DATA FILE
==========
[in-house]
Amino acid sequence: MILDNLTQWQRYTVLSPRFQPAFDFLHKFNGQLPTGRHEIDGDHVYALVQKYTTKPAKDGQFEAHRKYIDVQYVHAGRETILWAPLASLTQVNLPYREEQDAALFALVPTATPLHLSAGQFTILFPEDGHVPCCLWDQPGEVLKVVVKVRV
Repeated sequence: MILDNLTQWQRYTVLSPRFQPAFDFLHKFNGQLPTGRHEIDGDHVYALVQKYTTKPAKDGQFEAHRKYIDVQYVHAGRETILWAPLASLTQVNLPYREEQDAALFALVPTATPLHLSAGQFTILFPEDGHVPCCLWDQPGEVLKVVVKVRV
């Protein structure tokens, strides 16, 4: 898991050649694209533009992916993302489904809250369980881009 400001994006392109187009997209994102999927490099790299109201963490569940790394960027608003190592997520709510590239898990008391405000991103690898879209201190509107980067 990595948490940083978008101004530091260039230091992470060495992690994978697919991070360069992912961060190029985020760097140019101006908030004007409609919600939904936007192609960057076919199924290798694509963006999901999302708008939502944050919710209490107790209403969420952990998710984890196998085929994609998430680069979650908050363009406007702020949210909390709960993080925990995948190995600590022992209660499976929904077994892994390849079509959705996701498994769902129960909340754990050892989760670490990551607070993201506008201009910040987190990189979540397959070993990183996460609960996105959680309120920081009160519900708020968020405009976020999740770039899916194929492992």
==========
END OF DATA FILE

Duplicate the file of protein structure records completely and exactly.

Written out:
[in-house]
Amino acid sequence: MILDNLTQWQRYTVLSPRFQPAFDFLHKFNGQLPTGRHEIDGDHVYALVQKYTTKPAKDGQFEAHRKYIDVQYVHAGRETILWAPLASLTQVNLPYREEQDAALFALVPTATPLHLSAGQFTILFPEDGHVPCCLWDQPGEVLKVVVKVRV
Repeated sequence: MILDNLTQWQRYTVLSPRFQPAFDFLHKFNGQLPTGRHEIDGDHVYALVQKYTTKPAKDGQFEAHRKYIDVQYVHAGRETILWAPLASLTQVNLPYREEQDAALFALVPTATPLHLSAGQFTILFPEDGHVPCCLWDQPGEVLKVVVKVRV
């Protein structure tokens, strides 16, 4: 898991050649694209533009992916993302489904809250369980881009 400001994006392109187009997209994102999927490099790299109201963490569940790394960027608003190592997520709510590239898990008391405000991103690898879209201190509107980067 990595948490940083978008101004530091260039230091992470060495992690994978697919991070360069992912961060190029985020760097140019101006908030004007409609919600939904936007192609960057076919199924290798694509963006999901999302708008939502944050919710209490107790209403969420952990998710984890196998085929994609998430680069979650908050363009406007702020949210909390709960993080925990995948190995600590022992209660499976929904077994892994390849079509959705996701498994769902129960909340754990050892989760670490990551607070993201506008201009910040987190990189979540397959070993990183996460609960996105959680309120920081009160519900708020968020405009976020999740770039899916194929492992």